3 November 2013

East Africa: Bungo, an Ecologically Appropriate Crop for East Africa

I AM drinking a glass of bright orange yellow juice with a faint fluorescent green glow; I made it out of mabungo fruits from my garden.

The juice is a delicious refreshing drink rich in Vitamin C. It makes me feel sharp and fresh. People always say thank you for a glass of bungo juice. Even sometimes putting their hand to their heart as they return the glass. Or comment, "Hii ni faida! Bustani ni faida!"

This is profit. It is true; each fruit sells for about TZS.600 ($0.40) in the market. In an important book called "Lost Crops of Africa" it is stated that most of Africa's edible native fruits are wild. "Lost Crops of Africa" includes 1000 different species and the authors admit that their assessment is probably incomplete.

Mbungo, Saba comorensis is considered one of the "lost crops" although in Tanzania it is known, but not common commercially. The vine itself is thick and brown; the leaves are oval shaped, about 15 cm long, dark green and sturdy.

The flowers are white, plentiful, and sweet smelling. The fruits are round and green, orange when ripe; they can reach ten centimeters across. If you peel off the skin, inside you will find a ball of about 10 black-brown seeds, each surrounded by mango colored pulp.

The juice and fibers are in this pulp. My neighbour had the first mbungo vine I ever saw, growing in her garden. She grew it from the seeds of a big fruit she brought from Zanzibar.

A man there had told her mbungo can be found in the forest; they like "to travel", he said, meaning the vine climbs and stretches out over a long distance.

In her garden it climbed a guava tree and then because it had nowhere else to go, it grew over itself up and up in layers, until the tree died from lack of light and completely collapsed under the weight of the vine. Sometimes my neighbour would give me fruits from which I would make juice.

To take the pulp off the seeds I put them in the blender with water. My plants sprouted from seeds broken by the blender that had been thrown onto the mulch pile. The plants grew into heavy vines that spread and searched for a place to climb.

Even when small, the vine brought down two banana plants, then a papaya tree. We placed a metal rebar frame nearby and trained the vine to climb over it. It did, and then it climbed over the wall and headed for another guava tree and started to climb the mvule.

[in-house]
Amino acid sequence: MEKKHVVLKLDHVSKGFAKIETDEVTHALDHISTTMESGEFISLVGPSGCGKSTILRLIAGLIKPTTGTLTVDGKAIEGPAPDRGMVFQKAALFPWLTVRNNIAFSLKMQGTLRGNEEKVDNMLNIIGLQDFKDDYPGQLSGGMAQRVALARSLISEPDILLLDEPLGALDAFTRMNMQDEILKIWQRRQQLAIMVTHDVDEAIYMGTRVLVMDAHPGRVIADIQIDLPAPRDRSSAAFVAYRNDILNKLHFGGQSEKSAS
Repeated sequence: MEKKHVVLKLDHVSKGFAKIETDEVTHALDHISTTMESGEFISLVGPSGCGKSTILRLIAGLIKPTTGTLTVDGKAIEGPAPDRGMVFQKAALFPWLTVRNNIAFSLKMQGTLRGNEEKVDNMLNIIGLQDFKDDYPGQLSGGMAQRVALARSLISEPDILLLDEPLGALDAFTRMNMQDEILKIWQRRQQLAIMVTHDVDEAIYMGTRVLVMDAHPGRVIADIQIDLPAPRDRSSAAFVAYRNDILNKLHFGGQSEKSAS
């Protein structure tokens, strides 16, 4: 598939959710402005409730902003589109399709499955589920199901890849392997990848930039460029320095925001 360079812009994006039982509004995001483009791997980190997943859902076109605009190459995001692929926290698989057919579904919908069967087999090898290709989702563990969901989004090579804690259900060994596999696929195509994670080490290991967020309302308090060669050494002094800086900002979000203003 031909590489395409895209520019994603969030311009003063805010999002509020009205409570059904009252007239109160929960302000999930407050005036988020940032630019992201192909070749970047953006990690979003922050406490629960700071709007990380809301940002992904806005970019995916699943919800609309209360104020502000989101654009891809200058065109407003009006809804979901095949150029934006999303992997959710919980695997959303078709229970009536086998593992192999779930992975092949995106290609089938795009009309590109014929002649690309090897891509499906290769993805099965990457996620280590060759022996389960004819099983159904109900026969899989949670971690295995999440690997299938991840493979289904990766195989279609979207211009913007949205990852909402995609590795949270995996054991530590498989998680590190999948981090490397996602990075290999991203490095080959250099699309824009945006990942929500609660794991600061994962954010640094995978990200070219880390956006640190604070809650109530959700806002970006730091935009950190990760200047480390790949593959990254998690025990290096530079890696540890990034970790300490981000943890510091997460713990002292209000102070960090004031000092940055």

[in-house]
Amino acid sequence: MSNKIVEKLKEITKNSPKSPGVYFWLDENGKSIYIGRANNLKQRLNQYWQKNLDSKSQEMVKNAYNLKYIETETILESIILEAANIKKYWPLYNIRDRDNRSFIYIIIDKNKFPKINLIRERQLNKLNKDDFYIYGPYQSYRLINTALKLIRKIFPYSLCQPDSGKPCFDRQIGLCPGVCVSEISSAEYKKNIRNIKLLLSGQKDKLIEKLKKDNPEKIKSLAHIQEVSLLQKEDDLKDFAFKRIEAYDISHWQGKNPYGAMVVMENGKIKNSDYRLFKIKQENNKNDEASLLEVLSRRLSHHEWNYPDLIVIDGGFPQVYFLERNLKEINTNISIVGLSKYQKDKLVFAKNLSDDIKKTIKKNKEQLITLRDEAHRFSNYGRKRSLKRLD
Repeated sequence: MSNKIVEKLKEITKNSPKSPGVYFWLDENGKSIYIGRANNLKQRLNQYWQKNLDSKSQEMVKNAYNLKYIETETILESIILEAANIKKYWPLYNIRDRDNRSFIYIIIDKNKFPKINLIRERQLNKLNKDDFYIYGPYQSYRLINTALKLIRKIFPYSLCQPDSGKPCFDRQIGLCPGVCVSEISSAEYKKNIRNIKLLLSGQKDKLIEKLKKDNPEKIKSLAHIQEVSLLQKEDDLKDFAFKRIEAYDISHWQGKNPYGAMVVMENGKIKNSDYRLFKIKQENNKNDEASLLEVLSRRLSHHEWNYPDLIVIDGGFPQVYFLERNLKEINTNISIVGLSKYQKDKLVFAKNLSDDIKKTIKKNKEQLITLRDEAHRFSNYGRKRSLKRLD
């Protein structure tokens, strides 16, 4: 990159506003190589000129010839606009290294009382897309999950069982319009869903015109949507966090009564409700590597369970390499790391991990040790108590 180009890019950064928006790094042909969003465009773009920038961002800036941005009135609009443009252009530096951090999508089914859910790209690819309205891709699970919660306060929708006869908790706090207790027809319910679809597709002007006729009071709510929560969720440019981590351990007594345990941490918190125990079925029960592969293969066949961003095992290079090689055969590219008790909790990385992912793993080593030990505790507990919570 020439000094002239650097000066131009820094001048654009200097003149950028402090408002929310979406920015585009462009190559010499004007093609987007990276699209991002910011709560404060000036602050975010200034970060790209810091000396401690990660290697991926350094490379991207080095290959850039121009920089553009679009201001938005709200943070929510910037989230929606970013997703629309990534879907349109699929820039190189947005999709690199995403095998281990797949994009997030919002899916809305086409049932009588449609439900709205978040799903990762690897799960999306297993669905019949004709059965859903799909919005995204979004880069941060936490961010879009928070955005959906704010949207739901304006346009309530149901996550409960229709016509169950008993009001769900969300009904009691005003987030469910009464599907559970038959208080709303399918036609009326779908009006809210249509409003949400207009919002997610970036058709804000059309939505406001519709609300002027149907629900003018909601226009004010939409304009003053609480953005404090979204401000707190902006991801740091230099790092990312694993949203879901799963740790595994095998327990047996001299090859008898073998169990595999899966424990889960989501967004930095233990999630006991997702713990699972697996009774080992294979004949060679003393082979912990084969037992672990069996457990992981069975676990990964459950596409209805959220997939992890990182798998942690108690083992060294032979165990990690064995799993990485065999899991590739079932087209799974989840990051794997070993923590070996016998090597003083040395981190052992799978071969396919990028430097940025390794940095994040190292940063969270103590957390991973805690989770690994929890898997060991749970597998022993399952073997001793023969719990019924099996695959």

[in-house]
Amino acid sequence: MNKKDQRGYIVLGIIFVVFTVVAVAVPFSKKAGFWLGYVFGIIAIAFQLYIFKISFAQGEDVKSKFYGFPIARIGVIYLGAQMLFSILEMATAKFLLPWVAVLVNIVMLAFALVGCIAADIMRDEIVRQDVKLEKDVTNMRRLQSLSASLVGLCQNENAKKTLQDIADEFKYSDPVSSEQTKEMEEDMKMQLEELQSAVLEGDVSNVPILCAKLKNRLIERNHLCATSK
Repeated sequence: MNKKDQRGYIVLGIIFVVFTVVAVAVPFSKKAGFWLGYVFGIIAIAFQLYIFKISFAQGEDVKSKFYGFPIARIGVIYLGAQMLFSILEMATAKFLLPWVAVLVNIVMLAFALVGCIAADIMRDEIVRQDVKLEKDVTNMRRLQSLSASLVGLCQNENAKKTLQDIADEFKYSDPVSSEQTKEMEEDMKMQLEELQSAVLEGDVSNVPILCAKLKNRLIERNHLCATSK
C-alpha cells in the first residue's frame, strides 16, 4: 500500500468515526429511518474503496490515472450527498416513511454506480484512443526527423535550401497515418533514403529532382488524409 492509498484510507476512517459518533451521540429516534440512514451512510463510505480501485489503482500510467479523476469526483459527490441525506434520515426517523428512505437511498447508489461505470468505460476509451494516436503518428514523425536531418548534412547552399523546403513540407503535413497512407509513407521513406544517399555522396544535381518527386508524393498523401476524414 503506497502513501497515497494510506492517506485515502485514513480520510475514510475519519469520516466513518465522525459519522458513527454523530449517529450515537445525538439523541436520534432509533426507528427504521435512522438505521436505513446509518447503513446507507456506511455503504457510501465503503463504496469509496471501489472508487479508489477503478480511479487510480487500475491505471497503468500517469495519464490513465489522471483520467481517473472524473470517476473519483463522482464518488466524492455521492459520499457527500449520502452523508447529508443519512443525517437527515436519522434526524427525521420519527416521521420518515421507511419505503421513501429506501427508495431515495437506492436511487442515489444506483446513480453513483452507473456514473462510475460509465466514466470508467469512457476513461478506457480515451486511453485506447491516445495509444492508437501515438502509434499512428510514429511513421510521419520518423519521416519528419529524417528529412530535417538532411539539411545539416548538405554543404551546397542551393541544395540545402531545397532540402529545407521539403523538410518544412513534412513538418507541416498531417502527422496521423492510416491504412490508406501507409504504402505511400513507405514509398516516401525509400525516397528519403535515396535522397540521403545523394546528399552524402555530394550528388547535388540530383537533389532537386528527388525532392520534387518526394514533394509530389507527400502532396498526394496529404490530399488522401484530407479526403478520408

I did not want it to climb the mvule, (since the fruits do not drop on their own but have to be picked), so we have guided it to grow along the top of the wall. It is strong and active, as if alert and conscious - heading towards my neighbours in both directions!

My mbungo has been growing about 4 years. It produced a few fruits after two years. This year the plant has been flowering steadily for months. The green ball like fruits have been forming, and now the first ones are ripening.

My household has had a steady stream of fruits for about six weeks; this bounty looks to continue for several months as many other fruits are ripening. On the street side of the wall, the students who pass by on their way home from school are watching and commenting on their development.

The birds love the vines. The cool and shade underneath is wonderful for them on a sunny day. They can fly and hop about in the dappled light, amongst the branches without attracting the notice of crows. There are at least two ways of using the fruits, fresh or as juice.

Juice: Peel the outer rind off a ripe fruit. Put the pulp covered seeds into a blender with clean water. Turn on the blender for about 30 seconds. Pour off the resulting juice, and throw away the seeds (which by now have very little pulp on them).

Return the juice to the blender. Add sugar to taste. Add enough clean water so the mixture can be blended to the desired consistency. Mango, papaya, orange, and passion fruits can also be added.

A website called www.chaiandqahwa.com explains that the best way to enjoy bungo is to remove it from its shell, mix the fleshy seeds with some salt (to cut the sourness), sugar, salt and red chilly powder. Mix it well.

Dip your fingers. Enjoy. If you want to plant a bungo vine, and you don't know how to get one, contact me at naturenotestz@ yahoo.com and I will put you in touch with my neighbour who can help you.

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